Thursday 12 November 2015

Review - Mr. Jack

Mr. Jack

Mr. Jack
Published by Hurrican
Designed by Bruno Cathala and Ludovic Maublanc
For 2 players, aged 9 to adult

Everybody has a line.

You know, that line in the sand. The point of no return, when something becomes intolerable.

It's different for every person, and it isn't always rational.

The line is a personal thing, and sometimes people aren't really able to explain why the line is where it is. Some people don't even know they have a line until someone else crosses it. Or maybe even when they cross it themselves.

But, and here's the important bit... Nobody's line is in the right or wrong place. And nobody has the ability to move their line.

The line works on an emotional level. If something offends someone, they can't simply choose not to be offended. They aren't wrong for being offended.

Because the line is about a gut feeling. And guts are complicated.

I have a line.

It's not a straight line. It twists and turns like a twisty-turny thing, and I freely admit I don't understand it.

It is the line that allows me to sit through a game of Cards Against Humanity (disliking every minute of it), but which makes me feel incredibly uncomfortable at the thought of playing Freedom: The Underground Railroad

It is the line that means I can happily play war games that recreate real life conflicts in which thousands of people lost their lives, but which makes me feel a bit icky about Paolo Parente artwork.

Recently, a game appeared on Kickstarter called Lobotomy. It looked pretty cool, with a dark, Gothic horror style and an intriguing premise. And for a little while I was vaguely interested, until I noticed it had inadvertently tripped over my line.

You see, as far as I can gather, the players each take on the role of a psychiatric patient attempting to escape an asylum. During the game, the players fight monsters, but... they're not really monsters. They are only perceived as monsters. They are actually the orderlies and nurses, attempting to return the mentally ill patients to their ward.

So, effectively it's a game about mentally ill people murdering their carers.

At least, that's how it seemed to me.

Perhaps I got the wrong end of the stick a bit. It doesn't matter. There is so much about the theme I find distasteful, there is no way I am ever going to buy the game.

Mental health problems are not entertainment.

But that's just my feelings. My line. And just because I feel that way, it doesn't mean the game shouldn't exist. It doesn't mean the people who supported its creation are bad people. Indeed, I would never call for the game to be banned.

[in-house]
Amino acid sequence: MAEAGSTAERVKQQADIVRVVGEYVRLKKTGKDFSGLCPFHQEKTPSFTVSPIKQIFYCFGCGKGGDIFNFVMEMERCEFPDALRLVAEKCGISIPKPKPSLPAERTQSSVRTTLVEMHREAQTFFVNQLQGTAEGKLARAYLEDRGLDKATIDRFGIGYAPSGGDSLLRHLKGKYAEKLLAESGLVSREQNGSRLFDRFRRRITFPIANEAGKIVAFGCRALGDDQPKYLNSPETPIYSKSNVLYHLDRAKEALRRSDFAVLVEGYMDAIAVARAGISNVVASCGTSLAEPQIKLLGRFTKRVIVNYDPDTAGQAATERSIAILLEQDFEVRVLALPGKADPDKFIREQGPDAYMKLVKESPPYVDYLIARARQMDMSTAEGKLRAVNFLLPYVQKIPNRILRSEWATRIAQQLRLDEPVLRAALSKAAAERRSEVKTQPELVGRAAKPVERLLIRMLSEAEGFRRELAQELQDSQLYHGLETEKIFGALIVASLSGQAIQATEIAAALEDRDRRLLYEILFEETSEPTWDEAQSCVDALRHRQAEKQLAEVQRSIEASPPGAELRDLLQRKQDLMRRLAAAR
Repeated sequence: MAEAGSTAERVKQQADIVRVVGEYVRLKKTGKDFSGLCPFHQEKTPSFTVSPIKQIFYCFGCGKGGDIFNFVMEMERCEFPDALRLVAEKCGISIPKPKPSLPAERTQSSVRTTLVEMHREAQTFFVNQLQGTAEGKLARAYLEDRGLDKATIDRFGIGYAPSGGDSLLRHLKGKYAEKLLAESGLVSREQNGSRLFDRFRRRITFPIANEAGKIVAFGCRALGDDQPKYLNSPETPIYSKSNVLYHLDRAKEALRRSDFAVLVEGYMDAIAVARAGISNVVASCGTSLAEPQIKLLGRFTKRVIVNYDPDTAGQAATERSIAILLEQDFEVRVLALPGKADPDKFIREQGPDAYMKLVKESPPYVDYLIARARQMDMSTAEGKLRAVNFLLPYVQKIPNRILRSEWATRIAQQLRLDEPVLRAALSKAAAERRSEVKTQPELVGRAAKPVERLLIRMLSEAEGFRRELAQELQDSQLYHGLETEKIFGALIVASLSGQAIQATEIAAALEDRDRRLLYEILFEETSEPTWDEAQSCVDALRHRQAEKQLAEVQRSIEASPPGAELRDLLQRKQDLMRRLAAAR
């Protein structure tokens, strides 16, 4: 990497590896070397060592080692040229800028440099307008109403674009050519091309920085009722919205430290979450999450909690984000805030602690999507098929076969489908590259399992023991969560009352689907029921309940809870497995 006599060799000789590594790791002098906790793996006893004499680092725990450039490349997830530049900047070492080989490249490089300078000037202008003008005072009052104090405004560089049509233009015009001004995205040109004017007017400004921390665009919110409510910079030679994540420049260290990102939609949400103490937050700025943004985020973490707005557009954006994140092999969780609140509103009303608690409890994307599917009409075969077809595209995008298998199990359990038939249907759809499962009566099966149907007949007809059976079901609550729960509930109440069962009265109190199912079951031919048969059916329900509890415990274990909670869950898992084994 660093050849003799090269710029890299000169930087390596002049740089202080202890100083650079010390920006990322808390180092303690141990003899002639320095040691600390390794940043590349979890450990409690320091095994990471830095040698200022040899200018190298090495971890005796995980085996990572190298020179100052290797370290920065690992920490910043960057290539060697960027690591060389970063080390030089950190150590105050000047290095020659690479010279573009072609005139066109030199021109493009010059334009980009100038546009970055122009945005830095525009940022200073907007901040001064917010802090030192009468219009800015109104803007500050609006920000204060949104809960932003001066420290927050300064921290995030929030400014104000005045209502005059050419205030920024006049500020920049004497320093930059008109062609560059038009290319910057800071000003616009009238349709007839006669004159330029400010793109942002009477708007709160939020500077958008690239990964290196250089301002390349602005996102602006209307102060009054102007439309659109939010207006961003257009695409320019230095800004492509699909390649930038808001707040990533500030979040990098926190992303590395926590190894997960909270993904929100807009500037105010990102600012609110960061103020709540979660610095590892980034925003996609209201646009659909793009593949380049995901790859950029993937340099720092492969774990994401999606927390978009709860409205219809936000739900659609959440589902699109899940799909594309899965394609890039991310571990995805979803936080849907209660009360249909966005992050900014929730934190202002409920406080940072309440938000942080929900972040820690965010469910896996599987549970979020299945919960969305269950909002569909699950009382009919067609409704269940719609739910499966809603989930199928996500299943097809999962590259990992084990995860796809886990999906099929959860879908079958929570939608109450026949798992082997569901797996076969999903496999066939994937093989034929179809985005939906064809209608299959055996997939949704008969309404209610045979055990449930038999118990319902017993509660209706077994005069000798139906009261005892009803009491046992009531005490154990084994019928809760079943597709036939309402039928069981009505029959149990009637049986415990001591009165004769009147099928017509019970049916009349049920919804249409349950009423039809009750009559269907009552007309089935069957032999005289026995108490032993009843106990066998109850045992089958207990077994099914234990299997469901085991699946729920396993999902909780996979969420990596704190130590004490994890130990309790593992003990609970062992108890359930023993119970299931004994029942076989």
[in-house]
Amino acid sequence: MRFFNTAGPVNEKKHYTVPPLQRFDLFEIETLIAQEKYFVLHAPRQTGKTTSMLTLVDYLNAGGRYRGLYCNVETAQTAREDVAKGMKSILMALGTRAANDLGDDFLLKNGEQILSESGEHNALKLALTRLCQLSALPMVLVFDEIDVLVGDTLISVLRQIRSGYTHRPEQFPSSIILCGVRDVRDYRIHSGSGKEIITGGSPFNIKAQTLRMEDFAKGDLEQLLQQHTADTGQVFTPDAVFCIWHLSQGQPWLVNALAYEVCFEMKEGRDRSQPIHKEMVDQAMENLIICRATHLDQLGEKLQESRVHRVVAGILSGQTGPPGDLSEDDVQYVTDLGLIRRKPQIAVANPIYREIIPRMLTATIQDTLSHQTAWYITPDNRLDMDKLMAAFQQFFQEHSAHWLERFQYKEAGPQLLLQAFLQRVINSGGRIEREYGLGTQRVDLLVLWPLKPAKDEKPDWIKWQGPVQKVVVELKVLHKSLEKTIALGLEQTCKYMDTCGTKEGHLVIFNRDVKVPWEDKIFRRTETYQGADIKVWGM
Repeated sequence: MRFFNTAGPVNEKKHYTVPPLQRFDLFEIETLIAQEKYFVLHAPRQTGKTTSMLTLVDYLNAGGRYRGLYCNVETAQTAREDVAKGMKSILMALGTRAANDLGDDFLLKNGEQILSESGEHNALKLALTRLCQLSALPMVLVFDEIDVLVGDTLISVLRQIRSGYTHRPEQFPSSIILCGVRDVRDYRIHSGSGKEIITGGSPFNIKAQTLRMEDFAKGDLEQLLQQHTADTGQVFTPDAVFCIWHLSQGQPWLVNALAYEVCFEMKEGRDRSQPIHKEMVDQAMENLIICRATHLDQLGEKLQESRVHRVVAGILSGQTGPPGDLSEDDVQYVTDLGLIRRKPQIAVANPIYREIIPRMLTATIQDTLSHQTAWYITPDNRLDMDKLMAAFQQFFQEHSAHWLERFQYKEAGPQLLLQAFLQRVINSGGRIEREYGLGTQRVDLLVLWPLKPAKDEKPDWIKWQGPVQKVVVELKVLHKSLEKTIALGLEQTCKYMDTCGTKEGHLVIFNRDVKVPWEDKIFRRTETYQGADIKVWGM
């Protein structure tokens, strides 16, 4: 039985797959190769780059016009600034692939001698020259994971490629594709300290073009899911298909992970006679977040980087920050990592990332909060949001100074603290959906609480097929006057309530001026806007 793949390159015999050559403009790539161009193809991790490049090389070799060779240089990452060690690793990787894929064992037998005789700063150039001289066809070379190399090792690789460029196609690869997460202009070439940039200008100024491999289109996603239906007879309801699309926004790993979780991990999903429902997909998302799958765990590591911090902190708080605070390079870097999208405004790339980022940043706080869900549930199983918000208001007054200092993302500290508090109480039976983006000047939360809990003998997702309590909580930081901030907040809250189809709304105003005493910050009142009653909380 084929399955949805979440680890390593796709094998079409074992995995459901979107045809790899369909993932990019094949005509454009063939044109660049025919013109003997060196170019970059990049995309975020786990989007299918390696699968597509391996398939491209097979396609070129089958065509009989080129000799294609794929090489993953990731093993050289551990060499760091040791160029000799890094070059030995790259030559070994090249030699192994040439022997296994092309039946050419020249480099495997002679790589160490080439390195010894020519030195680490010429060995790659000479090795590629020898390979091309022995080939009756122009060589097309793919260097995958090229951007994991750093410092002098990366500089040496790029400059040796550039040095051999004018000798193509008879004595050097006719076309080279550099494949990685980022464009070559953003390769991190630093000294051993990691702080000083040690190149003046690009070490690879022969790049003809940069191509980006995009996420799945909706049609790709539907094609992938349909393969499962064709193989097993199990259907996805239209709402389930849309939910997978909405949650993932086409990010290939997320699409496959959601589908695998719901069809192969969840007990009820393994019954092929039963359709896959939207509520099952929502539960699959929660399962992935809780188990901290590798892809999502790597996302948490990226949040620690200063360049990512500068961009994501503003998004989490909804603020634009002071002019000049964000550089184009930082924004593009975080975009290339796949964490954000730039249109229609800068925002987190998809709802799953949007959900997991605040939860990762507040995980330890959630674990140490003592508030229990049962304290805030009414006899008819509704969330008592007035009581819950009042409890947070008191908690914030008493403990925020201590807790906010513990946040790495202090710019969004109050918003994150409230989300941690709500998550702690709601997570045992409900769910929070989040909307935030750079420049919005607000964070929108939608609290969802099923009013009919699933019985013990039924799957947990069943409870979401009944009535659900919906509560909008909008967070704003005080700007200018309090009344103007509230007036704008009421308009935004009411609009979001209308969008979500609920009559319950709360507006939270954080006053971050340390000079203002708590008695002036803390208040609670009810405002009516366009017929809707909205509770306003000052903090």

I am well aware my line is mine, and mine alone.

Here's another example...

A few years back, I bought my wife a copy of the old 1988 board game, Willow. I picked it up on eBay for next to nothing. It was complete, and in beautiful condition. Slight wear on the box, but otherwise unused. A real find.

Check it out - it's Val Kilmer.

I bought the game because my wife is a huge fan of the movie. Because obviously her line is much further away than mine.

So, I gave my wife the game, and she was delighted. It's a cute little adventure game. Some players are good, controlling heroic characters as they move around a truly ugly board finding equipment and generally being heroic, and other players are evil, and get to work for Bavmorda.

Willow board
Good God. The colours. The colours.

For anyone who has seen Willow, alarm bells should be ringing at this point.

You see, in the movie, Bavmorda is attempting to find a baby in order to kill her. So, the players controlling the evil characters in the board game are... well... they're attempting to find a baby in order to kill her.

Okay, okay. The rules gloss over it a bit. They never say your aim is to kill a baby. The rule book says you have to find the baby card, take it to your castle space, and then "remove it from play." But it is what it is... And what it is, is a game about murdering a baby.

And that's a no sale.

As it stands, we have never played this game, and I am not sure we ever will.

I know it's only a board game. I know that the people involved are not really killing a baby. I know it's irrational. I know...

But I can't play a game where my objective is to kill a child.

I can, however, happily play a game in which I assist one of history's most infamous serial killers.

Lines are funny that way.

The game, of course, is Mr. Jack, an incredibly clever and slickly designed board game for two players, in which one player attempts to sneak Jack the Ripper out of London, while the other player is the detective attempting to bring the ne'er-do-well to justice.

Mr. Jack box
Now, the cover art really is getting close to my line...

So, how come I won't play a game about a fictional character killing a fictional baby, but I am happy to play a game based on a real life murderer who killed real people?

It's a good question.

For me, it is all about the degrees of separation.

If Mr. Jack was a game in which one player took on the role of Jack the Ripper, moving around the streets of London in secret, scoring victory points for every prostitute murdered, I would find the game utterly repulsive.

But that isn't what Mr. Jack is.